The principal aim of Lundbeck’s risk management is to strike the right balance between risk exposure and value creation. Our risk management processes are continually updated and adapted to match internal and external requirements. This gives our Executive Management an accurate and complete overview of activities and resources, and a clear basis for decision-making on our overall risk-exposure-derived opportunities.
Although Lundbeck’s risk management teams report to a central Risk Office, we believe risks are best assessed by decentralized and specialized units, which are monitored and reassessed centrally. The decentralized units have detailed and extensive knowledge of the risks within their area of responsibility and systematically identify, quantify, respond to and monitor risks.
Lundbeck assesses the likelihood of an event occurring and the potential impact on the group in terms of financial loss or reputational damage. Risk identification, evaluation, qualification, recording and reporting are carried out by our decentralized units and are continually reviewed by the risk management team through clearly defined reporting, decision-making, follow-up procedures, workshops and risk roundtables. The overall risk exposure is evaluated by our central Risk Office.
Risk reporting and assessment
Risk reporting is an integral part of Lundbeck’s overall reporting process. Our corporate risk register provides a consolidated picture of our risk exposure by detailing each risk, risk category and type. The risk descriptions give details of the event, its current status, the status of the response, an assessment of likelihood and potential impact, and the name of the person responsible for managing the risk. Our reporting process defines six risk categories, which are further defined as belonging to three risk types: ‘external’, ‘actionable’ and ‘strategic’.
Using this information, the Risk Office assesses the overall risk exposure and discusses it with Executive Management. Finally, a two-dimensional risk ‘heat map’ is reviewed by our Audit Committee and shared with the Board of Directors annually.
R&D in Lundbeck is focused on developing innovative pharmaceuticals. However, there are risks involved in developing new pharmaceuticals and treatments for complex diseases. During the R&D process, there is the risk that new products will be delayed or do not materialize. In each of our late-stage pipeline projects, we consider whether starting new clinical studies or giving additional support to ongoing studies could lead to more successful outcomes. Understanding and mitigating the strategic risks associated with the development of new products is a crucial element of Lundbeck’s overall risk management strategy.
The pharmaceutical market has been and will most likely continue to be characterized by attempts by authorities to cap or reduce increasing healthcare costs. These cost-containment measures are structured in several ways, such as regulation of prices or reimbursement, or by having to engage in lengthy and resource-consuming market access processes in each country. Lundbeck is engaged in understanding price development in the important US market, addressing this through dialogue with our stakeholders and incorporating it in our financial planning models.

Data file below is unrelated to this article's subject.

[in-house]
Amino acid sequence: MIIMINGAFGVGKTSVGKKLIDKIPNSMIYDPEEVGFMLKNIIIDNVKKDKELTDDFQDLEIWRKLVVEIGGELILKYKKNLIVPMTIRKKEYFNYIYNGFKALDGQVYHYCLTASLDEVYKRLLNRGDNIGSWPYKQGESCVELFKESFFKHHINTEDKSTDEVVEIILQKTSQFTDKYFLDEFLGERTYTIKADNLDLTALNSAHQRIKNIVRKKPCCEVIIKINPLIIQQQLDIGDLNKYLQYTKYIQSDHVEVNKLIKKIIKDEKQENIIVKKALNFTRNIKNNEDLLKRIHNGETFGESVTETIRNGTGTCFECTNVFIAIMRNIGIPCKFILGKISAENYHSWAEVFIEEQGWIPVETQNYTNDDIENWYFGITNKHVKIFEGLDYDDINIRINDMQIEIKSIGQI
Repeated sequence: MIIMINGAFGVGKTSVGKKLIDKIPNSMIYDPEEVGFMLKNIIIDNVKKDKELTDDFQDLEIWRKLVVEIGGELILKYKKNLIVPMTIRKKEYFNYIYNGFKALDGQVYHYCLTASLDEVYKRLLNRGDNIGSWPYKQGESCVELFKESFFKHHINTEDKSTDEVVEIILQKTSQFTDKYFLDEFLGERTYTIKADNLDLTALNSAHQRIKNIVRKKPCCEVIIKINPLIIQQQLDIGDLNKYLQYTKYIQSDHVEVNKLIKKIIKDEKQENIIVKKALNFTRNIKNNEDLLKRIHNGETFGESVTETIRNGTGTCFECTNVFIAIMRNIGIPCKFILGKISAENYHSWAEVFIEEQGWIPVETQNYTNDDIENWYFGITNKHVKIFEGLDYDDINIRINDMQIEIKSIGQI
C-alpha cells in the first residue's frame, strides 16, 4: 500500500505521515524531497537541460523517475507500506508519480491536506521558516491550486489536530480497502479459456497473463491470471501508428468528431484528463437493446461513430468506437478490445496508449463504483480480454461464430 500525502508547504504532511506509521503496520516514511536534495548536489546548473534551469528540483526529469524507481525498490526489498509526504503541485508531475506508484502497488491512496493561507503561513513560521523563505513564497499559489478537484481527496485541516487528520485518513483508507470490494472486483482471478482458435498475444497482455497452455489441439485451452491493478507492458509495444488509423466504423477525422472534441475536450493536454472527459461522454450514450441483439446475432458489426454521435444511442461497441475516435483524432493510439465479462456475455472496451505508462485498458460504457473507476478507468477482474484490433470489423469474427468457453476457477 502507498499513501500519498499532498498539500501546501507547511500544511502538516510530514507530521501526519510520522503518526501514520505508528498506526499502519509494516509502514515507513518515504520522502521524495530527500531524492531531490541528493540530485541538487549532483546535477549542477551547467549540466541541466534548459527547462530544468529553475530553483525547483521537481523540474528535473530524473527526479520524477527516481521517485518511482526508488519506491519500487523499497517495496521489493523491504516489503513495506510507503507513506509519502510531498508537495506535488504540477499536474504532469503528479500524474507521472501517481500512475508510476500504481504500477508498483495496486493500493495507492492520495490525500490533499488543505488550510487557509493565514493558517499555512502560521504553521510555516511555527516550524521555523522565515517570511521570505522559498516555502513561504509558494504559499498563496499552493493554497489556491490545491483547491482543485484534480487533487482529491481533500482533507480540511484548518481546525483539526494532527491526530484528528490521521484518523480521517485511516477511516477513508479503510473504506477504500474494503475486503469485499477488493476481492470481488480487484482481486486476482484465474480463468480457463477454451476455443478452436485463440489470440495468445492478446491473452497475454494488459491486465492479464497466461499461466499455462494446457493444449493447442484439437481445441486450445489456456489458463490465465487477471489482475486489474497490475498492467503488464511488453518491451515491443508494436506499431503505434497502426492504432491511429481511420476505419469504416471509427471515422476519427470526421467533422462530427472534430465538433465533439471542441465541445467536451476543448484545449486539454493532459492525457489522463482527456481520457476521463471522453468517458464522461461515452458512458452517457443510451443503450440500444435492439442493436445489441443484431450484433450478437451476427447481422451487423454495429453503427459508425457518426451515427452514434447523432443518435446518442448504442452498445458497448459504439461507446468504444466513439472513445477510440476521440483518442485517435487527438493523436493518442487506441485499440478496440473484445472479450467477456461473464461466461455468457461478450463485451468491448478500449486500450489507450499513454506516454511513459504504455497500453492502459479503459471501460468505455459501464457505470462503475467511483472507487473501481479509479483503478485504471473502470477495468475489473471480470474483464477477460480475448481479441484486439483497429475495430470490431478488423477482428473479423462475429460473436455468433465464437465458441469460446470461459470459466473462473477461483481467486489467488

We are working with healthcare authorities around the world to document the value of our pharmaceuticals, through health-economic assessments and other initiatives. And we are constantly looking for ways to adapt to the changing market conditions.
Infrastructure, IT and resource risks
It is crucial for patients to always have access to the pharmaceuticals they require. As a pharmaceutical manufacturer, we must ensure reliability of supply. We monitor supply carefully and maintain an inventory in order to respond to any interruption in production. To reduce production risks, we have production and packaging facilities at four independent sites: Lumsås and Valby (Denmark), Nice (France) and Padova (Italy). Having a number of alternative facilities increases our production flexibility so we can respond to volatile market demand. In rare cases, pharmaceutical companies are forced to recall a product from the market due to safety or quality issues. At Lundbeck, we have systems, policies and procedures to ensure a swift, effective response should such a situation arise.
It is also crucial that we are able to protect the proprietary knowledge that underpins our success. We have increased our focus on information security to protect our intellectual property (IP) rights and to avoid infringing third-party rights. We have developed secure internal information systems and procedures to ensure smooth and safe flow of information and critical data around our global network.
Lundbeck continually evaluates the risks associated with the use, ownership, operation, involvement, influence and adoption of information technology (IT). Sensitive information and data are key elements of Lundbeck’s business and require a sufficient and solid security strategy. The department responsible ensures that updated processes are in place to mitigate IT risks and that partners comply with the required standards when handling sensitive information on behalf of Lundbeck.
In light of the upcoming EU General Data Protection Regulation, Lundbeck is engaged in assessing and implementing solutions, processes and guidelines to ensure adherence to these new rules and regulations.
As a knowledge-based company, Lundbeck’s success depends on having the right employees with the right competencies. We seek to motivate, engage and retain our employees through competitive remuneration and employee benefits as well as through individual recognition and development opportunities. Monitoring employee satisfaction and evaluating performance helps us to improve our ways of working.